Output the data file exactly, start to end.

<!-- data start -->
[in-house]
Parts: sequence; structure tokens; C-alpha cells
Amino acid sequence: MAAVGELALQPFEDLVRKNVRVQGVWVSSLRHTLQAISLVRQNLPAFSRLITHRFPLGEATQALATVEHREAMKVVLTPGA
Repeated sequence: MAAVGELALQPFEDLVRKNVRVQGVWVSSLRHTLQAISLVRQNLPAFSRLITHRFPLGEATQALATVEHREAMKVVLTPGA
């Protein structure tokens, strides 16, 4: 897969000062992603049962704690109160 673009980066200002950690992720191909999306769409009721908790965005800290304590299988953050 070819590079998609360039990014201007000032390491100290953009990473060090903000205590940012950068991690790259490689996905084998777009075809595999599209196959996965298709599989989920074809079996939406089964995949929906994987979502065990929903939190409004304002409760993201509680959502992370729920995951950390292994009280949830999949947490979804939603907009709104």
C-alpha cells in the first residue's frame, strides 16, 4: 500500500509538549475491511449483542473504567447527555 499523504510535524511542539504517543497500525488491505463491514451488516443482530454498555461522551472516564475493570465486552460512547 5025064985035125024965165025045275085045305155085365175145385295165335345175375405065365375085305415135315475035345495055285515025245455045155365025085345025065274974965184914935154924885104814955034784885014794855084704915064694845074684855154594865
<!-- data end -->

[in-house]
Parts: sequence; structure tokens; C-alpha cells
Amino acid sequence: MAAVGELALQPFEDLVRKNVRVQGVWVSSLRHTLQAISLVRQNLPAFSRLITHRFPLGEATQALATVEHREAMKVVLTPGA
Repeated sequence: MAAVGELALQPFEDLVRKNVRVQGVWVSSLRHTLQAISLVRQNLPAFSRLITHRFPLGEATQALATVEHREAMKVVLTPGA
């Protein structure tokens, strides 16, 4: 897969000062992603049962704690109160 673009980066200002950690992720191909999306769409009721908790965005800290304590299988953050 070819590079998609360039990014201007000032390491100290953009990473060090903000205590940012950068991690790259490689996905084998777009075809595999599209196959996965298709599989989920074809079996939406089964995949929906994987979502065990929903939190409004304002409760993201509680959502992370729920995951950390292994009280949830999949947490979804939603907009709104």
C-alpha cells in the first residue's frame, strides 16, 4: 500500500509538549475491511449483542473504567447527555 499523504510535524511542539504517543497500525488491505463491514451488516443482530454498555461522551472516564475493570465486552460512547 5025064985035125024965165025045275085045305155085365175145385295165335345175375405065365375085305415135315475035345495055285515025245455045155365025085345025065274974965184914935154924885104814955034784885014794855084704915064694845074684855154594865